Contamination and Surface/Subsurface Defects
Fiber core fractures and the presence of contamination on ferrules, alignment sleeves or dust caps cause wide variations in both insertion loss and return loss performance. These issues are separate from end face geometry, but have an equally high impact on first pass yield for cabling acceptance testing. More importantly, these irregularities undermine network integrity because uncorrected contamination or fractures interfere with optical performance and results are highly variable and completely unpredictable.
End Face Visual Inspection
Surface defects and cleanliness are critical, but will not always be detected with insertion loss or end face geometry testing. A smooth but fractured fiber will not necessarily fail end face geometry checks for radius of curvature, apex offset and fiber height. Because proper cleanliness of the fiber jumper during manufacturing and installation is critical to reliability and optical performance, Siemon utilizes automated end face inspection for jumper cleanliness and surface defects according to IEC 61300-3-35 and IEC 62627. This equipment automatically detects surface defects and contamination that can directly impact performance.
Figure 3: End Face Contamination and Surface Defects
Worst Case Failed Examples Pre-Cleaning
Fail After Cleaning Due to Ferrule Defects
End Face Visual Inspection Test Results:
All random samples under test except for Siemon were received with some form of contaminated end face and failed the automated visual test against IEC61300-3-35. After properly cleaning, 75% passed with some defects and 25% failed after cleaning.
Non compliant end-face geometry and contamination are the leading causes for erratic optical test results in the field and are responsible for wasted time and effort in trouble-shooting optical fiber cabling. These issues translate to low first pass yield on acceptance testing of installed fiber cabling channels. Faced with time constraints, installers will sometimes retest until they achieve a passing result. Unless the non-compliant jumpers are replaced, they pose a risk of unacceptably high insertion loss for the channel on "day two". Another problem is that contamination can act as a virus that is transferred onto reference jumpers and the equipment interface. Even if the infected jumper is replaced, the damage is done.
There are several tests required as part of industry standard specifications for mechanical reliability. Mechanical reliability parameters include Flex Testing, Torsion Testing, Pull Testing, Cable Retention, Impact Testing, Vibration Testing, Durability and Transmission with an Applied Load. These mechanical tests verify that a fiber jumper can endure the installation and maintenance performed in a typical fiber optic network, and that they can dependably withstand the internal stresses imposed by spring loaded physical contact over time under in a variety of environmental conditions. Mechanical tests performed on each assembly were Cable Pull, Flex, Torsion and Retention.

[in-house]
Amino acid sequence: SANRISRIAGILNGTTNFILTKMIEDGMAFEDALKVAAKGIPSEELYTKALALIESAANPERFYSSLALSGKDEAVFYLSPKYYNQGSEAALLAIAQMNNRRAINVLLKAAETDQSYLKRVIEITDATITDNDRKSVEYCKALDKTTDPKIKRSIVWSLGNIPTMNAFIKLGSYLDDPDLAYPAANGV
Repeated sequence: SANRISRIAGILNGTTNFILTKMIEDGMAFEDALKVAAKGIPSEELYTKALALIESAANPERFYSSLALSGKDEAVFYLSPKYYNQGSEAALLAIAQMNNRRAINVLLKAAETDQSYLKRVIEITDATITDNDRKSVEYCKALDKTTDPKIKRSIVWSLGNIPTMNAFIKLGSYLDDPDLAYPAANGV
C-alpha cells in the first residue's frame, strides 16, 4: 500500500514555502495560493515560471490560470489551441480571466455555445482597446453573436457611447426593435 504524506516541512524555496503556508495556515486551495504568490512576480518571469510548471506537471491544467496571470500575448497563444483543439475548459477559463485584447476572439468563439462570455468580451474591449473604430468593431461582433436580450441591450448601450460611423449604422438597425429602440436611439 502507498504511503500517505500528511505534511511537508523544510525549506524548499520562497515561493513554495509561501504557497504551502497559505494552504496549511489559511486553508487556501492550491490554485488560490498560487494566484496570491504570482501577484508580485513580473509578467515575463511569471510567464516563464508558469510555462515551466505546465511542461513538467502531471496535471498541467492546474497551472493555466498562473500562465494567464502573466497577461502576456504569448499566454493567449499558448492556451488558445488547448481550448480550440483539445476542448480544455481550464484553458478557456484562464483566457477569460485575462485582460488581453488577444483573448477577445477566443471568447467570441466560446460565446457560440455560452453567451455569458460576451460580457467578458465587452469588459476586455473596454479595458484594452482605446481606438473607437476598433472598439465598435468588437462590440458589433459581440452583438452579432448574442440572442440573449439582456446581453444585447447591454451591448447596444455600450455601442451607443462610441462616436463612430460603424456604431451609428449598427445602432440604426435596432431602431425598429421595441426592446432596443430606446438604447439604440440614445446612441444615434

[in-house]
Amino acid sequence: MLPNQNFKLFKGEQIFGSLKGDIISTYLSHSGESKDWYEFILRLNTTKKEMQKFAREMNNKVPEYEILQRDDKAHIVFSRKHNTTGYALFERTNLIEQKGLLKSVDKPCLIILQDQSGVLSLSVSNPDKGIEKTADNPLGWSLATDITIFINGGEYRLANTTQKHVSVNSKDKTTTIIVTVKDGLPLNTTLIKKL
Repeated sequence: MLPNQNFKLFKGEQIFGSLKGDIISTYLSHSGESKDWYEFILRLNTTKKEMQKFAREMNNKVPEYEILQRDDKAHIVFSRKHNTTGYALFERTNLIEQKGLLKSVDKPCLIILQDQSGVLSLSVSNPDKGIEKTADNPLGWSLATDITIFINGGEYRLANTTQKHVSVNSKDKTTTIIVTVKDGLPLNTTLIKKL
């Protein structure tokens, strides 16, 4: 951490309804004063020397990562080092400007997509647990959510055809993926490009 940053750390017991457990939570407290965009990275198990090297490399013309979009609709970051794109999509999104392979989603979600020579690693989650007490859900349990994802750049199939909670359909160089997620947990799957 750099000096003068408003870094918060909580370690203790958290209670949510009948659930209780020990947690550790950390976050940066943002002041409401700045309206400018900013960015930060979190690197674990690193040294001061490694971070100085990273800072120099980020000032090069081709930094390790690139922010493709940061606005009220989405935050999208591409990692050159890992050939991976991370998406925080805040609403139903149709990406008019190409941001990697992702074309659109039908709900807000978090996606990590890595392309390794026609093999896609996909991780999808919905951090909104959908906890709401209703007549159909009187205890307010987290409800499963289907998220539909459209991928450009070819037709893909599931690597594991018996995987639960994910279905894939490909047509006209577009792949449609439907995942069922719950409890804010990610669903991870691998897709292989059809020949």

Table 3: Mechanical Reliability Test Results
All "generic' jumper samples had 1 or more failures for cable pull and cable retention.
|Industry Standard (TIA-568-C.3)||Siemon Specification|
|Manufacturer||Cable Pull (FOTP-6)||Cable Flex (FOTP-1)||Cable Torsion (FOTP-36)||Cable Retention (FOTP-6)||Cable Pull (FOTP-6)||Cable Flex (FOTP-1)||Cable Torsion (FOTP-36)||Cable Retention (FOTP-6)|
|Load: 50N @ 0°||Load 4.9N||Load 15N||Load: 19.4N @ 90°||Load: 50N @ 0°||Load 4.9N||Load 15N||Load: 19.4N @ 90°|
|Duration: 5s||Cycle: 100||Cylce: 10||Duration: 5s||Duration: 60s||Cycle: 100||Cylce: 10||Duration: 60s|
*All samples failed in previous test
**Remaining samples in group compliant to the test
Figure 4: Failed Connections during axial and 90 pull test
Siemon places such a high emphasis on end face geometry, cleanliness, surface/subsurface integrity and mechanical performance specifically because field testing of optical fiber links is necessary but not sufficient to guaranty the integrity of installed optical fiber cabling. One reason it is insufficient is because link testing does not include the fiber jumpers used for equipment connections on either end of the link. Another reason is that insertion loss is the only required transmission parameter for optical fiber cabling based on industry standards. For these reasons, it is absolutely essential to ensure that optical fiber cables, components and assemblies be fully standards compliant. One way to do so is to require that all fiber assemblies come with objective evidence of return loss and insertion loss testing in both directions and at both wavelengths.
This study demonstrates the importance of high quality materials and process controls throughout all manufacturing operations, including final inspection and testing. While most any fiber optic patch cord can pass insertion loss, other critical parameters that are equally important include end face geometry, return loss, mechanical reliability, surface defects and cleanliness. According to this study, generic fiber jumpers from assembly houses are least likely to pass these critical parameters which can result in product failures and costly network down time. Siemon was the only manufacturer to comply with all parameters because we use the highest quality components, consumables, test equipment and processes. One should ask, are the savings from using substandard fiber jumpers worth putting critical network performance and reliability at risk?